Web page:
With: Spanish tapas, paella, roast lamb, chicken, smoked or Peking duck


What: Zinfandel
Color: Dark ruby to dark purple
Body: Medium to full
Character: Tart, spicy, peppery, herbal
Flavours: Cherries, earth, spice, pepper, and dark wild berries
Tannin: Low, but acidity is moderate to high
Where it’s Best: California, and a handful from Australia
With: Grilled meats, pizza, hamburgers, Korean BBQ, Kobe/Wagyu beef

The ‘Whats’ of Whites

Further to Robert Parker’s fantastic article introducing ‘The Three Ws of Wine‘, here Mr. Parker goes into a little greater detail exploring the ‘Whats’ of various white wines. Learn more at


What: Chardonnay
Color: Light gold to greenish light gold
Body: Light to full
Character: Dry, creamy, oaky, rich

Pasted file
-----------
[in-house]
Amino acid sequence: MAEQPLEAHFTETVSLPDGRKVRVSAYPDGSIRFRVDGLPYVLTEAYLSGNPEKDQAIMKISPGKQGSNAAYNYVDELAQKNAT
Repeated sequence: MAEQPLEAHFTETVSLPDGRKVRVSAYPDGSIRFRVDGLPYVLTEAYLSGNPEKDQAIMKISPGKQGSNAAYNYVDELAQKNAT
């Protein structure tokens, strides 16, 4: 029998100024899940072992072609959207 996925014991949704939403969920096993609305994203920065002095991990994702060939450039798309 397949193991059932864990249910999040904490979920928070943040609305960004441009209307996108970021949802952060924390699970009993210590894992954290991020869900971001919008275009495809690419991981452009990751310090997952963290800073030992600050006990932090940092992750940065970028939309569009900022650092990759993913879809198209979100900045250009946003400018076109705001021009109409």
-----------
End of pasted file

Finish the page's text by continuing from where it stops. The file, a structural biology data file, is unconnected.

Flavors: Diverse, including lemons, pears, peaches, tropical fruits, oranges, pineapples, honeysuckle
Where it’s Best: Burgundy, California, Australia, Champagne (sparkling Blanc de Blancs)
With: Shellfish (especially lobster, crab, and scallops), shark’s fin soup, miso marinated cod

Chenin Blanc

What: Chenin Blanc
Color: Light to greenish straw; sometimes gold
Body: Light
Character: Frequently possesses residual sugar
Flavours: Oranges, apple blossoms, spring flower garden
Where it’s best: Loire Valley (Savennières, Vouvray)
With: Indian and Malaysian cuisine, poultry in white sauces, cheeses, and fruit-based desserts (if it is sweet Chenin Blanc)


What: Gewurztraminer
Color: Light gold to deep gold
Body: Medium-bodied
Character: Exuberant to flamboyant, intense aromatics, relatively heavy and oily flavors. Dry to sweet; usually a love-it or hate-it wine.
Flavours: Potent aromatics, very fragrant, roses, lychee nuts, peaches, apricots
Where it’s best: Alsace, Northern Italy
With: Asian cuisines both spicy and not spicy, such as Cantonese, Sichuan, Korean BBQ, kimchi, dim sum

Grüner Veltliner

What: Grüner Veltliner